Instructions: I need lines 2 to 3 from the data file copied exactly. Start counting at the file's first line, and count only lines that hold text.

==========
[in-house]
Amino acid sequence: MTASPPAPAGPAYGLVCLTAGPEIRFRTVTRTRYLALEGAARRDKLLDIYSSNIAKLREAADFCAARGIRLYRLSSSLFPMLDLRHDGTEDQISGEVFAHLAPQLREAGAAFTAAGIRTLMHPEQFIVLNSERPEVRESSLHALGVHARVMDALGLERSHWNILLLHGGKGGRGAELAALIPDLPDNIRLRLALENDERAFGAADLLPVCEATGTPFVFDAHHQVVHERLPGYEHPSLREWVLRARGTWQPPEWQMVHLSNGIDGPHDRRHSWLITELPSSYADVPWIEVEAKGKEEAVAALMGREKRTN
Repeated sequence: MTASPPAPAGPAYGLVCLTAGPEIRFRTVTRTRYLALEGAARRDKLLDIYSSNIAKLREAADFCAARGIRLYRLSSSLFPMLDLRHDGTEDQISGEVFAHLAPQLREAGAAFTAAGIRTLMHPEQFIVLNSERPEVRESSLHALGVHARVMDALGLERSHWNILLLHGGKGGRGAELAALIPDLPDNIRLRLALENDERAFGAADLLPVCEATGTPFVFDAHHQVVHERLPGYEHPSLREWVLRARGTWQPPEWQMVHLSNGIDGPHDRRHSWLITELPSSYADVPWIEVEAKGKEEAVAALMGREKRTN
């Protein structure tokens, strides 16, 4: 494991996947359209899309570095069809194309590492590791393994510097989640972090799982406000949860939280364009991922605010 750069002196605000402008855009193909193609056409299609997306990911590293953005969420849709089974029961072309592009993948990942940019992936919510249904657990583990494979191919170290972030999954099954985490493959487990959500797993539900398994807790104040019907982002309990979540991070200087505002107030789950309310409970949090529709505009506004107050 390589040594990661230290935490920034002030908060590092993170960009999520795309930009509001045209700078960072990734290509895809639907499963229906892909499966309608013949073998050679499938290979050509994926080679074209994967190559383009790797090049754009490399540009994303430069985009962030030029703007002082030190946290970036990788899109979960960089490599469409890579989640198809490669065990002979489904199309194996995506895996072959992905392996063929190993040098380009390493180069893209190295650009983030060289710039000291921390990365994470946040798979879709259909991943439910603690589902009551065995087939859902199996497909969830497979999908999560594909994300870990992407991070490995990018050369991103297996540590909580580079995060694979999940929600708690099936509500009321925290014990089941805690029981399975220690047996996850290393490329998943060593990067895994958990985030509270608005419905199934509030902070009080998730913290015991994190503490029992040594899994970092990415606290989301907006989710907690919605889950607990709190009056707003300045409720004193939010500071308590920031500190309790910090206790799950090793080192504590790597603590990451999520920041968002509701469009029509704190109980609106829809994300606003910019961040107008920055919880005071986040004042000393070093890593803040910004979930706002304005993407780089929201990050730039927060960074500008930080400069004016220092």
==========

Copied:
Amino acid sequence: MTASPPAPAGPAYGLVCLTAGPEIRFRTVTRTRYLALEGAARRDKLLDIYSSNIAKLREAADFCAARGIRLYRLSSSLFPMLDLRHDGTEDQISGEVFAHLAPQLREAGAAFTAAGIRTLMHPEQFIVLNSERPEVRESSLHALGVHARVMDALGLERSHWNILLLHGGKGGRGAELAALIPDLPDNIRLRLALENDERAFGAADLLPVCEATGTPFVFDAHHQVVHERLPGYEHPSLREWVLRARGTWQPPEWQMVHLSNGIDGPHDRRHSWLITELPSSYADVPWIEVEAKGKEEAVAALMGREKRTN
Repeated sequence: MTASPPAPAGPAYGLVCLTAGPEIRFRTVTRTRYLALEGAARRDKLLDIYSSNIAKLREAADFCAARGIRLYRLSSSLFPMLDLRHDGTEDQISGEVFAHLAPQLREAGAAFTAAGIRTLMHPEQFIVLNSERPEVRESSLHALGVHARVMDALGLERSHWNILLLHGGKGGRGAELAALIPDLPDNIRLRLALENDERAFGAADLLPVCEATGTPFVFDAHHQVVHERLPGYEHPSLREWVLRARGTWQPPEWQMVHLSNGIDGPHDRRHSWLITELPSSYADVPWIEVEAKGKEEAVAALMGREKRTN